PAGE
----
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Raising an Outdoors Kid - by Max King

Here on Team BendRacing over half of us are parents! We are super passionate about getting youth into the outdoors and so we were excited about this blog post from Max King, our newest teammate and fellow Bend parent. Enjoy!

“That was more fun than I expected.” Were the words out of my 9 year old’s mouth after

completing her first Adventure Race last October. You give them hot chocolate, gummy bears,

take out the stuff even the adults don’t like about AR (that makes it AR) like cold water

crossings, slogs through brush for hours carrying our bikes, and kids are going to have a fun day

out adventure racing. At least that’s my theory.

In my head I knew they would have fun doing a kids AR race even if they were apprehensive

about it. A few days before I had asked them if they wanted to do this kids race that Bend

Racing was putting on and both my 9yr old and my 13yr old gave me the normal, “sure, I guess

so” answer. They weren’t so sure about it, but if both of them agreed to it and a friend came

along they were in. The morning of the race my 9yr old was trying to get out of it, “Do I HAVE to

do it?” “Yes” I said. “You committed to it.”

If there’s one thing I’ve learned in raising kids to like outdoors activities it’s that you really can’t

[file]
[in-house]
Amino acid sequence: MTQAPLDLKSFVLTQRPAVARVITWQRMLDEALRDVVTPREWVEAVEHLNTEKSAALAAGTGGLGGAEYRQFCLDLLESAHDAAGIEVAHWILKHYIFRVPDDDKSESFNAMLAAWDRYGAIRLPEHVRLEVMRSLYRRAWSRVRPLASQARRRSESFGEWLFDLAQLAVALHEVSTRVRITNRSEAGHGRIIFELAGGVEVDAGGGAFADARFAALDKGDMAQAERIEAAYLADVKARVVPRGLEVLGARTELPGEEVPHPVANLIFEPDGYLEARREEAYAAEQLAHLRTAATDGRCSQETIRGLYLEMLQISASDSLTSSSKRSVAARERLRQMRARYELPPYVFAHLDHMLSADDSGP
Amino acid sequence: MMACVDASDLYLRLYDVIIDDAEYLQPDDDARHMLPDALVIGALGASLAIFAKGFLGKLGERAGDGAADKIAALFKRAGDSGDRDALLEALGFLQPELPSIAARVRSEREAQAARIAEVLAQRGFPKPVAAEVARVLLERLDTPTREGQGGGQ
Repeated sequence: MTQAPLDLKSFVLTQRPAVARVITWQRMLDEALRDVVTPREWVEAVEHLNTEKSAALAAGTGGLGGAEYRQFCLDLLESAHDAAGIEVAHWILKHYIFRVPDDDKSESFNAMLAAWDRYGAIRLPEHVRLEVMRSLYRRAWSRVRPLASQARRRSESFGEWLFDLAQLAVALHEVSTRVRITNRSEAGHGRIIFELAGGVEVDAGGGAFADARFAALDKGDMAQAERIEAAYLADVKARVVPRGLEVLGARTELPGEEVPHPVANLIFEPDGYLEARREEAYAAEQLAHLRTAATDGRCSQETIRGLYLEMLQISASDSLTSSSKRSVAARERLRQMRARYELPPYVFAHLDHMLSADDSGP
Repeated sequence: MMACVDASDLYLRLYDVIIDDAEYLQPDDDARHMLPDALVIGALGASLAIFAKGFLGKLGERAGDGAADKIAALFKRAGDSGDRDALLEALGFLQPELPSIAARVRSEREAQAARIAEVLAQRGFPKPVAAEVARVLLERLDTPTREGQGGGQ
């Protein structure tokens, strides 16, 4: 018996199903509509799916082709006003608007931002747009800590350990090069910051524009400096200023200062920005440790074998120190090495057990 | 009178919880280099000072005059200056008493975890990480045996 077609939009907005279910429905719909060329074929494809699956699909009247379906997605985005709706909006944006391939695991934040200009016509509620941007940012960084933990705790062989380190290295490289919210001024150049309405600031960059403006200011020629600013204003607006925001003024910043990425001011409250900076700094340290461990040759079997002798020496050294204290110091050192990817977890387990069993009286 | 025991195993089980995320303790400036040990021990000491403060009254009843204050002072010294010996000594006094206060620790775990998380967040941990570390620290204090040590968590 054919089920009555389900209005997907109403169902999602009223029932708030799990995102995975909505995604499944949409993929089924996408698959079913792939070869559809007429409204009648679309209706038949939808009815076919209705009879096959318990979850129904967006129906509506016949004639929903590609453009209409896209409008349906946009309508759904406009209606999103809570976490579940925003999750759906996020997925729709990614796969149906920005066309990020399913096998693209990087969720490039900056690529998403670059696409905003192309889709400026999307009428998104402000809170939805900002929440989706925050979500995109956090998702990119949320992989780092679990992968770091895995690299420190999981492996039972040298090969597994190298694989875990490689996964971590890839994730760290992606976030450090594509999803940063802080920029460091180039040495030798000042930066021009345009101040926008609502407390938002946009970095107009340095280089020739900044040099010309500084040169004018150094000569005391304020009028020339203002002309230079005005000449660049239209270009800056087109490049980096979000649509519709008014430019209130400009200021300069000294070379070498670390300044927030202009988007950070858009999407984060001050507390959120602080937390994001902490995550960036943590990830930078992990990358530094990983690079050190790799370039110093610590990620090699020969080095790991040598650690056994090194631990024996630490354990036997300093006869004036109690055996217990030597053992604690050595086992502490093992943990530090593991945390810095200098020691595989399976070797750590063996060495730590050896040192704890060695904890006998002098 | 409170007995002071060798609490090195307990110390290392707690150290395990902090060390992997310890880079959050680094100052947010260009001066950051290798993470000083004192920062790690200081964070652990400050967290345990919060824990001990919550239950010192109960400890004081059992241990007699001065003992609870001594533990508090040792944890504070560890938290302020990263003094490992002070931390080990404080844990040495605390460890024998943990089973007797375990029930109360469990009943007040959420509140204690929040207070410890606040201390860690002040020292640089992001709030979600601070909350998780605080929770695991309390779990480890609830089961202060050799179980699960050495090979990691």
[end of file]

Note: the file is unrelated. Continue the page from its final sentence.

push it on them, you have to sit back and observe and wait. Both of my kids run the other way

when I tell them they have to do something outdoors, and I know that’s not the case with all

kids. My success at getting them into outdoor activities has come in the form of showing them

what’s available and letting them decide…and then bribing them occasionally. I want them to

do something active, and I don’t care what it is, but they have to do something.

Take my 13yr old for example. I never thought in a million years he would turn into a runner.

We wanted him to play a sport growing up to have the experience. So, he tried Lacrosse, hated

it. Then he tried soccer, didn’t really warm up to that. He got into middle school and then cross

country became an option. We suggested he might like it because it wasn’t as “team” oriented,

and he balked…at first. Then of course he started to think it through. “Well, I have to do a sport,

and I didn’t like anything else I tried. And I’ve been running a bit and I say I don’t like it but I

kinda do. OK, I’ll try it.” Now he competes in track, cross country, and trail running. Still says he

doesn’t like it, but I’m certainly not forcing him to come to my Tuesday Night Running

Workouts during the off season.

Kids are a conundrum for parents, at least for me, as I’ve never been able to force, or even